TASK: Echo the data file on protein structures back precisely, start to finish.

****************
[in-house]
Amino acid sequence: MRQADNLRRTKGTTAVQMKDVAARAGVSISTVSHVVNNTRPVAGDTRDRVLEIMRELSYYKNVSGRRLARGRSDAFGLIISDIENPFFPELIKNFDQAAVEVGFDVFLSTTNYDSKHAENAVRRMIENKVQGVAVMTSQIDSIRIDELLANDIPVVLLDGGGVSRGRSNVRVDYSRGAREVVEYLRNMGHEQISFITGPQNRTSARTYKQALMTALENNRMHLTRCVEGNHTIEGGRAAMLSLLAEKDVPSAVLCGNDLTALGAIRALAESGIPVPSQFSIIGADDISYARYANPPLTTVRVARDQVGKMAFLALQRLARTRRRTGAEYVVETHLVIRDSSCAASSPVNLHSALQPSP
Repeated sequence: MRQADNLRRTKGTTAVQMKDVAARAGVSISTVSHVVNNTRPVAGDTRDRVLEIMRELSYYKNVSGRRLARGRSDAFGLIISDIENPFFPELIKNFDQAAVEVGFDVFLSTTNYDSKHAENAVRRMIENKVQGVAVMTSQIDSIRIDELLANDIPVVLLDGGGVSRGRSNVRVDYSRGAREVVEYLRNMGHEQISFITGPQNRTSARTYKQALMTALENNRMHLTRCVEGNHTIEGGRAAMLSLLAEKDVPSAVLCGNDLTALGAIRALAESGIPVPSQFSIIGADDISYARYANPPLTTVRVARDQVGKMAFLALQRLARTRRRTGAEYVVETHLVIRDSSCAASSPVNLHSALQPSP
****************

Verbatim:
[in-house]
Amino acid sequence: MRQADNLRRTKGTTAVQMKDVAARAGVSISTVSHVVNNTRPVAGDTRDRVLEIMRELSYYKNVSGRRLARGRSDAFGLIISDIENPFFPELIKNFDQAAVEVGFDVFLSTTNYDSKHAENAVRRMIENKVQGVAVMTSQIDSIRIDELLANDIPVVLLDGGGVSRGRSNVRVDYSRGAREVVEYLRNMGHEQISFITGPQNRTSARTYKQALMTALENNRMHLTRCVEGNHTIEGGRAAMLSLLAEKDVPSAVLCGNDLTALGAIRALAESGIPVPSQFSIIGADDISYARYANPPLTTVRVARDQVGKMAFLALQRLARTRRRTGAEYVVETHLVIRDSSCAASSPVNLHSALQPSP
Repeated sequence: MRQADNLRRTKGTTAVQMKDVAARAGVSISTVSHVVNNTRPVAGDTRDRVLEIMRELSYYKNVSGRRLARGRSDAFGLIISDIENPFFPELIKNFDQAAVEVGFDVFLSTTNYDSKHAENAVRRMIENKVQGVAVMTSQIDSIRIDELLANDIPVVLLDGGGVSRGRSNVRVDYSRGAREVVEYLRNMGHEQISFITGPQNRTSARTYKQALMTALENNRMHLTRCVEGNHTIEGGRAAMLSLLAEKDVPSAVLCGNDLTALGAIRALAESGIPVPSQFSIIGADDISYARYANPPLTTVRVARDQVGKMAFLALQRLARTRRRTGAEYVVETHLVIRDSSCAASSPVNLHSALQPSP